Mortgage rates jumped above 4% to their highest level since April 2019. Specifically, the 30-year fixed mortgage rate rose to 4.16% from 3.85% the previous week. We signaled multiple times before that mortgage rates would rise in response to the Federal Reserve's strategy of raising short-term interest rates. Although the Federal Reserve doesn't set up mortgage rates, a higher rate for banks typically makes borrowing more expensive, affecting the 10-year Treasury bond – an indicator for mortgage rates. While the next few weeks will be unpredictable as markets continue to churn, the outlook is for mortgage rates to rise even higher. The Federal Reserve indicated six more interest rate increases by the end of the year. Nevertheless, inflation will eventually start slowing down sometime later this year. The Federal Reserve forecasts inflation to average 4.3% in 2022. Thus, expect some of this impact to be mitigated eventually through lower inflation. NAR expects mortgage rates to average around 4.3% at the end of the year.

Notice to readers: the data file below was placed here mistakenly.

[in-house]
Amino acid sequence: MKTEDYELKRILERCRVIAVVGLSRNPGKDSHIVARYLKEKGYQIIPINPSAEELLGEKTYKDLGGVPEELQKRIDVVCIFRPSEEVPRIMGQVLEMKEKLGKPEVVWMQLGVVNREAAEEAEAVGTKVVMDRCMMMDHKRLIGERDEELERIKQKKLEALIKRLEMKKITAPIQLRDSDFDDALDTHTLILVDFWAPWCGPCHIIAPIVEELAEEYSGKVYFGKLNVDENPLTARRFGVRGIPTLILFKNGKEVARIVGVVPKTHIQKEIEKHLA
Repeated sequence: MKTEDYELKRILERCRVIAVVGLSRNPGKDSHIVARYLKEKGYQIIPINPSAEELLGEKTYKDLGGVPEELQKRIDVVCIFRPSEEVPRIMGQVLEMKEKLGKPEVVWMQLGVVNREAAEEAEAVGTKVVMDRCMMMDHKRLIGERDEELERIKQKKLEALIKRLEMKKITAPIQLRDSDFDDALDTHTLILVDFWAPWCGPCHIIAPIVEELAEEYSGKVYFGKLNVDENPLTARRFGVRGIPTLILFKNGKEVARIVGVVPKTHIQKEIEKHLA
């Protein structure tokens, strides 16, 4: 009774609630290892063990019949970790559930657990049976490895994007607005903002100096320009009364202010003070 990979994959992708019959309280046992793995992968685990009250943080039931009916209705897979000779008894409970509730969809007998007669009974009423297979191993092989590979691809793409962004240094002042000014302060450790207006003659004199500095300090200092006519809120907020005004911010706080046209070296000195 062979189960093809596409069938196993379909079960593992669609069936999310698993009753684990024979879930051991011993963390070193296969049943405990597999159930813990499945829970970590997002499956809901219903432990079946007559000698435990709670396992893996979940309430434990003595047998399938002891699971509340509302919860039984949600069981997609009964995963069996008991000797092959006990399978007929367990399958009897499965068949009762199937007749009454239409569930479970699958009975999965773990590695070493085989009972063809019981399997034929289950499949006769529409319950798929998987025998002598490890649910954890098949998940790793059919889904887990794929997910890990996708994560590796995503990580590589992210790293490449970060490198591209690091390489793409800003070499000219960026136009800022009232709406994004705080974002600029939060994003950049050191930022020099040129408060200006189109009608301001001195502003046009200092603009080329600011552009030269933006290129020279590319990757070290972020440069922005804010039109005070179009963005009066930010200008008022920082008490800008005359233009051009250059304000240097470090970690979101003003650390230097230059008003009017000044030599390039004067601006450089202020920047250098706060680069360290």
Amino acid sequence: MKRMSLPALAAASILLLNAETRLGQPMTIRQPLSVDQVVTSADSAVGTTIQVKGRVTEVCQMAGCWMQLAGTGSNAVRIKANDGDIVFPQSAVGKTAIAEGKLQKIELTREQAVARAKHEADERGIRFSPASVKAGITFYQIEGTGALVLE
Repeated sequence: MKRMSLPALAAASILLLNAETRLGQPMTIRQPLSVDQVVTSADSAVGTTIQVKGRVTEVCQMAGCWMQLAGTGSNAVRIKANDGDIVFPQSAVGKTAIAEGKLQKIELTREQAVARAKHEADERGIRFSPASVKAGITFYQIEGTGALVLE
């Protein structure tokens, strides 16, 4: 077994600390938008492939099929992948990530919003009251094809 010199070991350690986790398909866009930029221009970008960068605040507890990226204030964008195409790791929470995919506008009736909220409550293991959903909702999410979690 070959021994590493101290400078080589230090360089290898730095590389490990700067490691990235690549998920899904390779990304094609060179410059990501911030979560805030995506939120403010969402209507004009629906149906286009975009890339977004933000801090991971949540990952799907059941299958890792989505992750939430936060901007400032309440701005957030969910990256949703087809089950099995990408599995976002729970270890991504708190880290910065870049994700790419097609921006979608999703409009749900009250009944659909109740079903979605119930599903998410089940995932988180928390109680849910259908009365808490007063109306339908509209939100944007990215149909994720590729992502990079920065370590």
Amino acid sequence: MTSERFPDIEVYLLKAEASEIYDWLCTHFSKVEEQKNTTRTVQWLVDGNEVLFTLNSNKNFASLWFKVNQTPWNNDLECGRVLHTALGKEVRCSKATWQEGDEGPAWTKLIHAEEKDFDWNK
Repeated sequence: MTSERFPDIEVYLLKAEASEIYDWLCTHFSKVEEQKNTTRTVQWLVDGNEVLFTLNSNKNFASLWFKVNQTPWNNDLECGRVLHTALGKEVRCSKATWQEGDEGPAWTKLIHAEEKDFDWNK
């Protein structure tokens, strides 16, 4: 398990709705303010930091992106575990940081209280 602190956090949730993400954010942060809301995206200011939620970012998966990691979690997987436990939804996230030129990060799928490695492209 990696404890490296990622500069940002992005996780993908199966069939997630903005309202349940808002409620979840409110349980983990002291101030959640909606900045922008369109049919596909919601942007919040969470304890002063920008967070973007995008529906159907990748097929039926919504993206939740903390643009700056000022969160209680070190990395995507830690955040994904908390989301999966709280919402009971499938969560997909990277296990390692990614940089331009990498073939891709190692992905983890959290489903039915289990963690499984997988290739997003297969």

These higher mortgage rates will affect many home buyers, especially first-time home buyers. Since the beginning of the year, nearly 6.3 million households have already been priced out. Nearly 2 million of these households are millennials. Nevertheless, housing supply is still at record lows. As homebuying activity typically increases in the spring with its peak in June, the housing market will continue to outperform compared to pre-pandemic. NAR expects home sales to be 10% higher in the next 6 months compared to the same period in 2019.